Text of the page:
What do I put on my CV for the person who is writing me a recommendation to grad school?
October 11, 2012 5:40 PM   Subscribe

What goes on an academic CV, especially when one doesn't exactly have a huge academic history to draw from?

Hey, this one should be quick. I got a request from a professor who is writing one of my grad school recommendations that I send her a short resume/CV that she can use to help guide her in the process of writing it. Fair enough, but I don't really know how to write one. I can do a job resume no problem but I'm not really sure exactly what information is supposed to go on a document like this one and my googling isn't really helping very much.

Basically I need to know what the major points that I will need to hit on are, and what I should be putting there given that I'm just an undergrad and I don't really have a publication history or anything. I have some lab experience and I imagine it would make sense for me to put down whose labs I've worked in and what I did in them. And of course I know I need to put down the institutions I've attended and when.

What else, though? Does anyone care about my job history in this context? (Selling cigars doesn't really seem relevant. Do people care that I did Americorps, or that I used to be a park ranger back in the day?) Do I need to put down some of the major classes that I've attended? Is there space on a document like this for me to talk about my academic interests and the direction that I see my career going in the future?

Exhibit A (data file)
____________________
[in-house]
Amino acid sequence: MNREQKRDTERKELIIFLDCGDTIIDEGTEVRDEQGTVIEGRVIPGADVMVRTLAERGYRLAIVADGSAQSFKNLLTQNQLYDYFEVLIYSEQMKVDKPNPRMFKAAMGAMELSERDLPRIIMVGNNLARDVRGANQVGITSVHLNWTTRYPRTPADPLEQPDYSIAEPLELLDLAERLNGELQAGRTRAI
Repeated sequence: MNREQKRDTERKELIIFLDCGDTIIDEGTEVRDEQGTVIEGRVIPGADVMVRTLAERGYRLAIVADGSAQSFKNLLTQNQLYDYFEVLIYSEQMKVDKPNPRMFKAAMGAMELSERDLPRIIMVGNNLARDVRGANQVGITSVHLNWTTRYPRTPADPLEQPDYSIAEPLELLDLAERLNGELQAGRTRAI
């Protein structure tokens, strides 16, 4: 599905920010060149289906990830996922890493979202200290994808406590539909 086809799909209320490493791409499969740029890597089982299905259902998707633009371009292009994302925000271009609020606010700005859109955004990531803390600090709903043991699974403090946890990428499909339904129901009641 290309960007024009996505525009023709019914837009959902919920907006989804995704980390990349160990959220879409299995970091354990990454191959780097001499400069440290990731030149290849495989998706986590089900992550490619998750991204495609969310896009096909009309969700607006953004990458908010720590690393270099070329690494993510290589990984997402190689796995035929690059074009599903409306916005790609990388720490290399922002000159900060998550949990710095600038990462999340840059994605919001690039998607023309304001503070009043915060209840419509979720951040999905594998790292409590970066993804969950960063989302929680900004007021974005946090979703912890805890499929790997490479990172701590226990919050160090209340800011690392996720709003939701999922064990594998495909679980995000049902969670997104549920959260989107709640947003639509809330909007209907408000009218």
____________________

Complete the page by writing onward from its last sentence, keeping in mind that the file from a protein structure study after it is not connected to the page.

I can get a sense of proper formatting from looking at some sample CVs online, so I feel like I'm OK there. And I'm not generally a dolt about writing this kind of stuff, like I said I can do a mean resume, I'm just not sure what sort of information is considered pertinent on a CV of this kind. Help is, as always, appreciated.
posted by Scientist to Education (7 answers total) 6 users marked this as a favorite
Best answer: It's okay to have a short CV at this point in your career. CVs are different from resumes in that they are supposed to tell a story about your career as an academic, and it doesn't have to be as short as possible. But don't pad. Contact information, Education (you haven't quite got your degree yet, right, so you can put down your major and intended matriculation date as well as whatever degree you'll be getting), Relevant Experience, Honors and Awards (Deans List, any merit scholarships), Publications (includes meeting abstracts), Conferences (okay to list even if you've only attended, and it's okay to include a class that had a mock poster session or whatever as long as you are clear about it), and, because you're an undergrad, you can legitimately add a section called Relevant Coursework and list any independent projects or independent study you did. There's also usually a little catch-all for Other Skills where you can tuck things that show how fabulous and well-rounded and interesting you are, like CPR certification or Fly Tying Expert or whatever.
posted by gingerest at 5:53 PM on October 11, 2012 [1 favorite]